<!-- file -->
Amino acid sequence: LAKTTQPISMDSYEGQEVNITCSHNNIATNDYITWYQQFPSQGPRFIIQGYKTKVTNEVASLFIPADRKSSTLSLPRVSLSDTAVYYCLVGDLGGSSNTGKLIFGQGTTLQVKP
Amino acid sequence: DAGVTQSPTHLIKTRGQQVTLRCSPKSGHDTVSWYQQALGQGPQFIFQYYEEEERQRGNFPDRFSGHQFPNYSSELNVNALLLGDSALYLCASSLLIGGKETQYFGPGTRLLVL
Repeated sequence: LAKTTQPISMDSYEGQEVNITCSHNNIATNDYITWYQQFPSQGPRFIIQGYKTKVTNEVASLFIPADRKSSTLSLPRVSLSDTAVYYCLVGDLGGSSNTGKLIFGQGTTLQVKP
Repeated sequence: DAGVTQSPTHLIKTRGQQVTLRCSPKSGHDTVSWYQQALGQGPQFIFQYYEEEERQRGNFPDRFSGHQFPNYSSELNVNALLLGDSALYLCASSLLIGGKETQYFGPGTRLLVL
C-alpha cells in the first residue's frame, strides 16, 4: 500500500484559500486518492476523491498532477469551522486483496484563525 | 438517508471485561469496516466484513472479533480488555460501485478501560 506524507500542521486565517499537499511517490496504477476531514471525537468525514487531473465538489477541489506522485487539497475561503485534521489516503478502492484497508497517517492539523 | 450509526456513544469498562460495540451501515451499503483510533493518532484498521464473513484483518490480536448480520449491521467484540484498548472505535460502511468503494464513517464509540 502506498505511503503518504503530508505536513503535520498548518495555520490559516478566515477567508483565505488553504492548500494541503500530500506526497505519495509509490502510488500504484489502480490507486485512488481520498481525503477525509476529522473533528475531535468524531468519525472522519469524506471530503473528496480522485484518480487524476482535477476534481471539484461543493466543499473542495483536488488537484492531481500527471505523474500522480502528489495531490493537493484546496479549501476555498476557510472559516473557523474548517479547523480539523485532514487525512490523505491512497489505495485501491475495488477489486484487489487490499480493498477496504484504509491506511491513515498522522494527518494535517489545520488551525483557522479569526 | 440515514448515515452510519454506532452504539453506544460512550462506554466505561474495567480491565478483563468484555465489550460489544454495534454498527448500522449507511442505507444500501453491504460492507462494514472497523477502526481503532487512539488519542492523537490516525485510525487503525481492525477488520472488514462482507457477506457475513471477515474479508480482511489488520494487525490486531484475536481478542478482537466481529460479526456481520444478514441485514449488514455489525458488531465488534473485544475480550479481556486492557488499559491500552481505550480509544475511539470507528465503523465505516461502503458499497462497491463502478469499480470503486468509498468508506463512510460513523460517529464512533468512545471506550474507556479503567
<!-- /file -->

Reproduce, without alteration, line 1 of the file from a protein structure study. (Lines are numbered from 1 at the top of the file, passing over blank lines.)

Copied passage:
Amino acid sequence: LAKTTQPISMDSYEGQEVNITCSHNNIATNDYITWYQQFPSQGPRFIIQGYKTKVTNEVASLFIPADRKSSTLSLPRVSLSDTAVYYCLVGDLGGSSNTGKLIFGQGTTLQVKP